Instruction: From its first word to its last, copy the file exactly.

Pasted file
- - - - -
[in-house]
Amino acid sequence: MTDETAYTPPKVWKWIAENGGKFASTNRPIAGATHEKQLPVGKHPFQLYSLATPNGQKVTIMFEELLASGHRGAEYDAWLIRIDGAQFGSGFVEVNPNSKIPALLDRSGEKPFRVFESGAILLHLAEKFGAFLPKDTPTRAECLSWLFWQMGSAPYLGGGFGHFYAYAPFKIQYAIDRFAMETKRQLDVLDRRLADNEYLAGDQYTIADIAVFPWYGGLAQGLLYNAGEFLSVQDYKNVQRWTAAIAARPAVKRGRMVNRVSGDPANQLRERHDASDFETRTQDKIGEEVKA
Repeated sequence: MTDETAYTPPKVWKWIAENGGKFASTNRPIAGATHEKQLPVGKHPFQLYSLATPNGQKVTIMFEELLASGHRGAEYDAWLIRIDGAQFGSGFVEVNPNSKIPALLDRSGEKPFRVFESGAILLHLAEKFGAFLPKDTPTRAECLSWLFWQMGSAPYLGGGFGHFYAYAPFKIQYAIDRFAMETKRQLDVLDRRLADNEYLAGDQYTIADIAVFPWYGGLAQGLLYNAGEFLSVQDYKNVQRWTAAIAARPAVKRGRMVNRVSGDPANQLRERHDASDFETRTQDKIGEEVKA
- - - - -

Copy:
[in-house]
Amino acid sequence: MTDETAYTPPKVWKWIAENGGKFASTNRPIAGATHEKQLPVGKHPFQLYSLATPNGQKVTIMFEELLASGHRGAEYDAWLIRIDGAQFGSGFVEVNPNSKIPALLDRSGEKPFRVFESGAILLHLAEKFGAFLPKDTPTRAECLSWLFWQMGSAPYLGGGFGHFYAYAPFKIQYAIDRFAMETKRQLDVLDRRLADNEYLAGDQYTIADIAVFPWYGGLAQGLLYNAGEFLSVQDYKNVQRWTAAIAARPAVKRGRMVNRVSGDPANQLRERHDASDFETRTQDKIGEEVKA
Repeated sequence: MTDETAYTPPKVWKWIAENGGKFASTNRPIAGATHEKQLPVGKHPFQLYSLATPNGQKVTIMFEELLASGHRGAEYDAWLIRIDGAQFGSGFVEVNPNSKIPALLDRSGEKPFRVFESGAILLHLAEKFGAFLPKDTPTRAECLSWLFWQMGSAPYLGGGFGHFYAYAPFKIQYAIDRFAMETKRQLDVLDRRLADNEYLAGDQYTIADIAVFPWYGGLAQGLLYNAGEFLSVQDYKNVQRWTAAIAARPAVKRGRMVNRVSGDPANQLRERHDASDFETRTQDKIGEEVKA